Creating a New Device Function Driver

In this topic we explain how to use Visual Studio to start writing a new device function driver. Device function drivers are different from filter drivers, software drivers, and file system drivers, which we cover in other topics. To learn about device function drivers and how they differ from other types of drivers, see What is a Driver?, Choosing a Driver Model, and Device Nodes and Device Stacks.

To begin, first determine where your device fits in the list of technologies described in Device and Driver Technologies. To learn about which driver models are available for your device, see the documentation for that particular technology. The recommended driver model varies from one technology to the next. For some technologies, the documentation recommends using the User Mode Driver Framework (UMDF) or the Kernel Mode Driver Framework (KMDF). For other technologies, the documentation explains how to create a minidriver that is part of a driver pair. Minidrivers go by a variety of names, including miniport and miniclass.

Next, determine which of the following cases describes your driver model recommendation and follow the steps:

Case 1: The documentation for your technology recommends UMDF.

  1. In Visual Studio, on the File menu, choose New | Project.
  2. In the New Project dialog box, in the left pane, locate and select Visual C++ | Windows Driver | WDF.
  3. In the middle pane, select User Mode Driver (UMDF).
  4. Fill in the Name and Location boxes, and click OK. For more details, see Writing a UMDF Driver Based on a Template.

    Note  When you create a new UMDF driver, you must select a driver name that has 32 characters or less. This length limit is defined in wdfglobals.h.

  5. At this point, you have a driver project that implements the general code required by most UMDF drivers. Now you can supply the code that is specific to your device. Refer to the documentation for your technology to learn about the interfaces that you need to implement.

Case 2: The documentation for your technology recommends KMDF.

  1. In Visual Studio, on the File menu, choose New | Project.
  2. In the New Project dialog box, in the left pane, locate and select WDF.
  3. In the middle pane, select Kernel Mode Driver (KMDF).
  4. Fill in the Name and Location boxes, and click OK. For more details, see Writing a KMDF Driver Based on a Template.

    Note  When you create a new KMDF driver, you must select a driver name that has 32 characters or less. This length limit is defined in wdfglobals.h.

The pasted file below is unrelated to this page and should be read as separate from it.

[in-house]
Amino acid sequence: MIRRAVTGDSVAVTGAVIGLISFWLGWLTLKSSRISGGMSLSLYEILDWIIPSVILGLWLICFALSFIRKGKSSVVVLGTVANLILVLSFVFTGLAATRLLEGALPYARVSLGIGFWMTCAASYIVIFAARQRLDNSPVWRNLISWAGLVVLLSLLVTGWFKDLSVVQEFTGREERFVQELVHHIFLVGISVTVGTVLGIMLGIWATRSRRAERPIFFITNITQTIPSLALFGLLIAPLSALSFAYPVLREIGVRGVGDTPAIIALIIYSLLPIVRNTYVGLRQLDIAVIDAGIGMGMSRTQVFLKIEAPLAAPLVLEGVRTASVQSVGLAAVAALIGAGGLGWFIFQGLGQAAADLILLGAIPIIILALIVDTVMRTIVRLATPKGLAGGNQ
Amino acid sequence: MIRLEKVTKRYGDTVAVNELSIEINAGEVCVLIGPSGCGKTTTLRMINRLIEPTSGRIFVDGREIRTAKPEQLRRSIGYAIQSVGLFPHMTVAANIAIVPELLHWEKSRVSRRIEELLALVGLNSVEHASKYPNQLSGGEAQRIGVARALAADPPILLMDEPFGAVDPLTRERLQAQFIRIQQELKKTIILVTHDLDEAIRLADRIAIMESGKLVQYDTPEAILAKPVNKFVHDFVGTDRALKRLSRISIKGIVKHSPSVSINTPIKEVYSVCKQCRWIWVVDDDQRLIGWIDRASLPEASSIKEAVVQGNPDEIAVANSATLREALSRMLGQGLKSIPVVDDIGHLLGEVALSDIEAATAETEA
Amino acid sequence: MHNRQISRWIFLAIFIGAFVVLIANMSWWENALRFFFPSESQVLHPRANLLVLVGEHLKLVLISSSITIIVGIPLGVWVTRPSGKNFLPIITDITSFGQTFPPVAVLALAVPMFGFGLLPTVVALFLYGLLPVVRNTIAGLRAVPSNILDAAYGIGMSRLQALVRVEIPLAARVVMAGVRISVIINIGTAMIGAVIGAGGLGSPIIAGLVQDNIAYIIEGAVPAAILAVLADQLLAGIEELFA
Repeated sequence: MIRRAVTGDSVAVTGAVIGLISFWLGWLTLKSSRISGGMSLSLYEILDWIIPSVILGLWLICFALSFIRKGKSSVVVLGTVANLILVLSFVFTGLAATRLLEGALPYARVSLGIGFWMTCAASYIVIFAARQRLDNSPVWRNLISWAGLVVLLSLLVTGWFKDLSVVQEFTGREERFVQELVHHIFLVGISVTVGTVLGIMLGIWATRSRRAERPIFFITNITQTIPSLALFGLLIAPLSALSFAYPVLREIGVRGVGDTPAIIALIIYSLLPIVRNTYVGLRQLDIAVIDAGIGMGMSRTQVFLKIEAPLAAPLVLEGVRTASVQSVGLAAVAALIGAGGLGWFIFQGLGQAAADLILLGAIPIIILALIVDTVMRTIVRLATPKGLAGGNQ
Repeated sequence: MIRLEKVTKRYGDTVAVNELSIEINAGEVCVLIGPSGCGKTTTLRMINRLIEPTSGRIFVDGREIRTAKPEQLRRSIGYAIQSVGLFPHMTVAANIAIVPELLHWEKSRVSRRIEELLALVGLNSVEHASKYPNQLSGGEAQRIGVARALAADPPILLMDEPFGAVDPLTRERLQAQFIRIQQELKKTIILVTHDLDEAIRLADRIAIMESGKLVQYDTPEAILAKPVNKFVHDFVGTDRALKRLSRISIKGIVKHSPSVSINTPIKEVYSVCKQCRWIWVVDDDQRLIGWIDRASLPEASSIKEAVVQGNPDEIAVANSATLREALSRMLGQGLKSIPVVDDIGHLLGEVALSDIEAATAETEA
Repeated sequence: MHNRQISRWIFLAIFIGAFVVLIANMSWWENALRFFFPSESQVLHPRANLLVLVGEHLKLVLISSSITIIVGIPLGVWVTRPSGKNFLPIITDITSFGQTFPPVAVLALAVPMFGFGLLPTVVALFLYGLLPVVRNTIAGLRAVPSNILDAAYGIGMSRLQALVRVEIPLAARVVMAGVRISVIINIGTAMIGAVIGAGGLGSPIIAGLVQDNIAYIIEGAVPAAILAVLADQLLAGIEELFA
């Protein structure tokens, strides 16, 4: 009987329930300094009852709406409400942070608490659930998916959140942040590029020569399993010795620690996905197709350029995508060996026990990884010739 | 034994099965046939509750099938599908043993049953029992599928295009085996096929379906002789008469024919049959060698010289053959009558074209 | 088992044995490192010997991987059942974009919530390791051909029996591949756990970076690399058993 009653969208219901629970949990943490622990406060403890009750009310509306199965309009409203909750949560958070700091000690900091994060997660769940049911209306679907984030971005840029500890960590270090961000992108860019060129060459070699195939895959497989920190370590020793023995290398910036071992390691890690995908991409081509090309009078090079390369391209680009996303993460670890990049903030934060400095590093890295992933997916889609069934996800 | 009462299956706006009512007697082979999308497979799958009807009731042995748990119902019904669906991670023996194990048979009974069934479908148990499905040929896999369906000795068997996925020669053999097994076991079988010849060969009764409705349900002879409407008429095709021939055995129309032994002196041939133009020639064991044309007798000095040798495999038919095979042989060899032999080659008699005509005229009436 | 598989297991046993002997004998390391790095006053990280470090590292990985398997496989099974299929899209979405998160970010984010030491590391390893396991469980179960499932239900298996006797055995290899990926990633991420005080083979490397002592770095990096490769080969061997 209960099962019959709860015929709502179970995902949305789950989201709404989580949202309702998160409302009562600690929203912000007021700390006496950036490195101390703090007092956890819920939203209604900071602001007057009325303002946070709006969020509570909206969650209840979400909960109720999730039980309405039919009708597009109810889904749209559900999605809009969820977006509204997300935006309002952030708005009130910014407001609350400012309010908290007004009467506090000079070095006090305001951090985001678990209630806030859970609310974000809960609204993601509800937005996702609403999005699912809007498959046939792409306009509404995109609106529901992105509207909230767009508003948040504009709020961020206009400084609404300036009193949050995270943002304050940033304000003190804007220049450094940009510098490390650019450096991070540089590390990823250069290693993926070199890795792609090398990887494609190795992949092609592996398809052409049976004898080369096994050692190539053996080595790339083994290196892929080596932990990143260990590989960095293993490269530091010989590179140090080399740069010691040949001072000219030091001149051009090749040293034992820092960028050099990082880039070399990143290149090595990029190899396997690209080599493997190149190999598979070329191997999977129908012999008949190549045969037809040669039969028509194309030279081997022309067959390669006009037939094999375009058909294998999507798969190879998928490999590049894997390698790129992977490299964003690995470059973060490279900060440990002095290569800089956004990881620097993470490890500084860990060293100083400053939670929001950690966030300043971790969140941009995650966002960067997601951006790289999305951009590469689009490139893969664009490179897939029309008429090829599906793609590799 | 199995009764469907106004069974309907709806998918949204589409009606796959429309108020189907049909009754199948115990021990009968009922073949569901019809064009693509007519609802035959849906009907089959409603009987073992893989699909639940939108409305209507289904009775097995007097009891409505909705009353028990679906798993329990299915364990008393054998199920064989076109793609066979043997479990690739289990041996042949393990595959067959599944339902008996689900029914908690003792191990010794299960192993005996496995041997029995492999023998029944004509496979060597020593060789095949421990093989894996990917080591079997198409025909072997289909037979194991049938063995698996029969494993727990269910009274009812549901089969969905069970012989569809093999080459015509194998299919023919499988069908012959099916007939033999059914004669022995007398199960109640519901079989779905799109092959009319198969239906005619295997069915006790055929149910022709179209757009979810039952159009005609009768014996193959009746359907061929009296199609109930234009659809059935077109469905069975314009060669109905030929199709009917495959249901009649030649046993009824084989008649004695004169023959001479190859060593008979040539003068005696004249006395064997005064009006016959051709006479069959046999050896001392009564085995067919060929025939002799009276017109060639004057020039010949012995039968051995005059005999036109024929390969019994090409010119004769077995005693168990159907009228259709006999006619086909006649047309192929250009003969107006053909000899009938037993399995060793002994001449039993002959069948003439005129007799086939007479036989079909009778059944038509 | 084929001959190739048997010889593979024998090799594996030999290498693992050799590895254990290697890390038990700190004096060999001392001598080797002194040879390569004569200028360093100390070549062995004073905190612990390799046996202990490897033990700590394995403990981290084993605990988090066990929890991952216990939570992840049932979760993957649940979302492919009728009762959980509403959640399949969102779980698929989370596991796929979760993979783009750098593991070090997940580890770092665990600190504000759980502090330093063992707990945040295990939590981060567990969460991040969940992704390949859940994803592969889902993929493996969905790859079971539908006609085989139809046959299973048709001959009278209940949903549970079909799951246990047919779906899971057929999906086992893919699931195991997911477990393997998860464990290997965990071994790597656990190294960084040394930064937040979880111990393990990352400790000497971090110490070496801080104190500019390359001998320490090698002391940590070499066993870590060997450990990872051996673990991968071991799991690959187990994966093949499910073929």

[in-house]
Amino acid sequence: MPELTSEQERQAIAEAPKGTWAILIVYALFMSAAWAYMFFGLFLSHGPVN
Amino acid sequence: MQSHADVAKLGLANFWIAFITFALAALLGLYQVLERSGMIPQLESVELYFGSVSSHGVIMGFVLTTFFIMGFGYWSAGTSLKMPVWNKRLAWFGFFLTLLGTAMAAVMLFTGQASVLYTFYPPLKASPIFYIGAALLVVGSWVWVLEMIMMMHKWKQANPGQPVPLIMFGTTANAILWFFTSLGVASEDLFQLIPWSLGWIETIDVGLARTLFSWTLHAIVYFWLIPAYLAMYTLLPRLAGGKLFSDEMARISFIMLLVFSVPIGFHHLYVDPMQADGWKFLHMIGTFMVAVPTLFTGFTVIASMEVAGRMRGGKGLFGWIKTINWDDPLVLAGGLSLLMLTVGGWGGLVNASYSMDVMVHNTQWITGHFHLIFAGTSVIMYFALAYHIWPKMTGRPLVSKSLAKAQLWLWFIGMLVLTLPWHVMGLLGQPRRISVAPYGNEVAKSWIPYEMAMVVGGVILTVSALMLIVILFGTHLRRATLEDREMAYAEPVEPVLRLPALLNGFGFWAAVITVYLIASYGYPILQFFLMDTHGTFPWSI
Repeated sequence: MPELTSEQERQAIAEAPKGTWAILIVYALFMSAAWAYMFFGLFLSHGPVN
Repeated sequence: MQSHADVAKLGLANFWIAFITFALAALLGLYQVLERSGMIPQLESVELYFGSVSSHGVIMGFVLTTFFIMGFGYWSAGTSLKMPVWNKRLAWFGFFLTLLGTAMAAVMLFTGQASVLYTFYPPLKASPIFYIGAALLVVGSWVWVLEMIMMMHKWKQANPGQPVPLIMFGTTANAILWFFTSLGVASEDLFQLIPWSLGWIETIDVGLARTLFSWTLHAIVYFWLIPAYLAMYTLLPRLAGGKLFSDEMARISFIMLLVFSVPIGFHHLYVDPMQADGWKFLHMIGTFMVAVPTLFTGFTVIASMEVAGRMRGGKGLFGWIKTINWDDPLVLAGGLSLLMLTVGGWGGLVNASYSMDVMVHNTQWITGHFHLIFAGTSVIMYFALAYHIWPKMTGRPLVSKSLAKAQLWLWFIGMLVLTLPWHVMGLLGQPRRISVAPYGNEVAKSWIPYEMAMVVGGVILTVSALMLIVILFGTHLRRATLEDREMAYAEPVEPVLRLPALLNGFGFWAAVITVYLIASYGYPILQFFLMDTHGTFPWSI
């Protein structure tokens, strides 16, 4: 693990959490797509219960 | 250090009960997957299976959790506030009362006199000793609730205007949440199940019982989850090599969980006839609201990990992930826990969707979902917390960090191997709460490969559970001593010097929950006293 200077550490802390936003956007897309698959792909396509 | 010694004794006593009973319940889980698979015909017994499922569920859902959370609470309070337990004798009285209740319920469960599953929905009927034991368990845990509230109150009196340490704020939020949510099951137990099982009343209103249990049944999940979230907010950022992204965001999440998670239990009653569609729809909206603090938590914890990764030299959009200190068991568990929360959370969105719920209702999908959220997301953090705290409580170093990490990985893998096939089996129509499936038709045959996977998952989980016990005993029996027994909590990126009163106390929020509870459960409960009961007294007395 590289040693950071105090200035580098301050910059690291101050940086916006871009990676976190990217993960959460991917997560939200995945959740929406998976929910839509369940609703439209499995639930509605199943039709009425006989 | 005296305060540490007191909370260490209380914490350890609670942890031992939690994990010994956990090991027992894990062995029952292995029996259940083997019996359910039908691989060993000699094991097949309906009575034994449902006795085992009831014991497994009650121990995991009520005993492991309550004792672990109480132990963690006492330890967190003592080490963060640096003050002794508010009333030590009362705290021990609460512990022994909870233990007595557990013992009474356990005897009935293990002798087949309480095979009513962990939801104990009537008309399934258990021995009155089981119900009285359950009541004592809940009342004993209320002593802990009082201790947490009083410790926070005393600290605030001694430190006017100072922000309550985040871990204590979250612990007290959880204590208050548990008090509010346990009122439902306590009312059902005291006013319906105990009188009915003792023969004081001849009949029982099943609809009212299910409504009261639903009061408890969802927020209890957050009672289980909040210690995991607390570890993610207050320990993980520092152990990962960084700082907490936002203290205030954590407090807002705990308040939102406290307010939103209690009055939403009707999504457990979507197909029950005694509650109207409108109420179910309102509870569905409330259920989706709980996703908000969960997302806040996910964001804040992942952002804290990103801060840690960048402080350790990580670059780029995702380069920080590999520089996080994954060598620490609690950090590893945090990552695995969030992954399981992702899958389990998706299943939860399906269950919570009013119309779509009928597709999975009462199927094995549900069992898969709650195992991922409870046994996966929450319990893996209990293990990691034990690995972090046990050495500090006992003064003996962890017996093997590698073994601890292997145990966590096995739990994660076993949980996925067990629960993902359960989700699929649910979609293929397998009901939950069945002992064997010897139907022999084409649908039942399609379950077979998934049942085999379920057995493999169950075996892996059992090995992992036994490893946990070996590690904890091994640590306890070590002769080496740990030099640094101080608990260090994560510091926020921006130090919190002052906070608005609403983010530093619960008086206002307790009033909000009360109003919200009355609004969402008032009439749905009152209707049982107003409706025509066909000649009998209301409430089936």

5. At this point, you have a driver project that implements the general code required by most KMDF drivers. Now you can supply the code that is specific to your device. Refer to the documentation for your technology to learn about the methods that you need to implement.

Case 3: The documentation for your technology describes a minidriver model.

If your device technology has a miniport, miniclass, or some other kind of minidriver model, check to see if Visual Studio has a specific template for the model.

  1. In Visual Studio, on the File menu, choose New | Project.
  2. In the New Project dialog box, in the left pane, locate and select Templates | Visual C++ | Windows Driver.
  3. Browse the list of installed templates to find a template for the type of minidriver you need to write.
  4. If there is no template for your type of minidriver under Windows Driver, click Online and browse the templates that are available online.
  5. If you find a template for your type of minidriver, select the template, fill in the Name and Location boxes, and click OK.
  6. At this point, you have a driver project that implements the general code required by your minidriver. Now you can supply the code that is specific to your device. Refer to the documentation for your technology to learn about the functions that you need to implement.

If your device technology has a minidriver model, and you are not able to find a specific template for your type of minidriver, the Windows Driver Model (WDM) template is most likely going to be your starting point. Refer to your technology-specific documentation for guidance. In rare cases, you can use KMDF to write a minidriver, but usually the starting point is WDM.

  1. In Visual Studio, on the File menu, choose New | Project.
  2. In Visual Studio, in the New Project dialog box, under Windows Driver, select WDM.
  3. Fill in the Name and Location boxes, and click OK.
  4. At this point, you have an empty WDM driver project. In the Solution Explorer window, right-click your driver project, and choose Add | New Item.
  5. In the Add New Item dialog box, select C++ File (.cpp), enter a name for your file, and click OK.

    Note  If you want to create a .c file instead of a .cpp file, enter a name that has the .c extension.

  6. Refer to the documentation for your technology to learn about the functions that you need to implement. As you implement and organize your functions, you might decide to add additional .cpp or .c files.

 

 

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